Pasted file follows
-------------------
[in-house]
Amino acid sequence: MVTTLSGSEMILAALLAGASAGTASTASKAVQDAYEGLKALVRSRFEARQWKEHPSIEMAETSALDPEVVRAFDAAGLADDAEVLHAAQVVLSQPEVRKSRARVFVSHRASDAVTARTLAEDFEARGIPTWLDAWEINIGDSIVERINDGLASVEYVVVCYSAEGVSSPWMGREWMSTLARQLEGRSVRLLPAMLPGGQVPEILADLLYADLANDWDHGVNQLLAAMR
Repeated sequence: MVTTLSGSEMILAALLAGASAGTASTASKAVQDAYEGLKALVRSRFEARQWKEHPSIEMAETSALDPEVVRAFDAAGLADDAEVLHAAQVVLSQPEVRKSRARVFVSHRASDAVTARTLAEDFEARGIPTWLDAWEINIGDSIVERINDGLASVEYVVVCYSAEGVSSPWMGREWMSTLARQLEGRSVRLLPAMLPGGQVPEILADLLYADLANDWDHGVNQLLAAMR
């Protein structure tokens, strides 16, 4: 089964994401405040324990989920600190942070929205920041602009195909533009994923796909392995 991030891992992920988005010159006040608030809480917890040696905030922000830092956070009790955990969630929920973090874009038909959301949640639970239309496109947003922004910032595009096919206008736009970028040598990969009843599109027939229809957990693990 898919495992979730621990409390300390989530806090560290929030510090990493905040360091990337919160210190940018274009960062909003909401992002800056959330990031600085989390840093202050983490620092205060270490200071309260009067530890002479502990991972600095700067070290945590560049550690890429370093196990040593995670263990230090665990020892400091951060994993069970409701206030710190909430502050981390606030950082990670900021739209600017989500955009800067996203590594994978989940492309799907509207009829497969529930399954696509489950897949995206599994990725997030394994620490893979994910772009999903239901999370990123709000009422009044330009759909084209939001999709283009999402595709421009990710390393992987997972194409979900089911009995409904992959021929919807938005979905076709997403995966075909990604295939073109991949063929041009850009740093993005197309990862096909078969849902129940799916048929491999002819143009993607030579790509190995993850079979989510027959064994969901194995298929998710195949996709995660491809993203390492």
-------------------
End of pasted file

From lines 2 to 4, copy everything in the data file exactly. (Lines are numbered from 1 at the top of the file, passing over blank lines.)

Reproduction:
Amino acid sequence: MVTTLSGSEMILAALLAGASAGTASTASKAVQDAYEGLKALVRSRFEARQWKEHPSIEMAETSALDPEVVRAFDAAGLADDAEVLHAAQVVLSQPEVRKSRARVFVSHRASDAVTARTLAEDFEARGIPTWLDAWEINIGDSIVERINDGLASVEYVVVCYSAEGVSSPWMGREWMSTLARQLEGRSVRLLPAMLPGGQVPEILADLLYADLANDWDHGVNQLLAAMR
Repeated sequence: MVTTLSGSEMILAALLAGASAGTASTASKAVQDAYEGLKALVRSRFEARQWKEHPSIEMAETSALDPEVVRAFDAAGLADDAEVLHAAQVVLSQPEVRKSRARVFVSHRASDAVTARTLAEDFEARGIPTWLDAWEINIGDSIVERINDGLASVEYVVVCYSAEGVSSPWMGREWMSTLARQLEGRSVRLLPAMLPGGQVPEILADLLYADLANDWDHGVNQLLAAMR
């Protein structure tokens, strides 16, 4: 089964994401405040324990989920600190942070929205920041602009195909533009994923796909392995 991030891992992920988005010159006040608030809480917890040696905030922000830092956070009790955990969630929920973090874009038909959301949640639970239309496109947003922004910032595009096919206008736009970028040598990969009843599109027939229809957990693990 898919495992979730621990409390300390989530806090560290929030510090990493905040360091990337919160210190940018274009960062909003909401992002800056959330990031600085989390840093202050983490620092205060270490200071309260009067530890002479502990991972600095700067070290945590560049550690890429370093196990040593995670263990230090665990020892400091951060994993069970409701206030710190909430502050981390606030950082990670900021739209600017989500955009800067996203590594994978989940492309799907509207009829497969529930399954696509489950897949995206599994990725997030394994620490893979994910772009999903239901999370990123709000009422009044330009759909084209939001999709283009999402595709421009990710390393992987997972194409979900089911009995409904992959021929919807938005979905076709997403995966075909990604295939073109991949063929041009850009740093993005197309990862096909078969849902129940799916048929491999002819143009993607030579790509190995993850079979989510027959064994969901194995298929998710195949996709995660491809993203390492």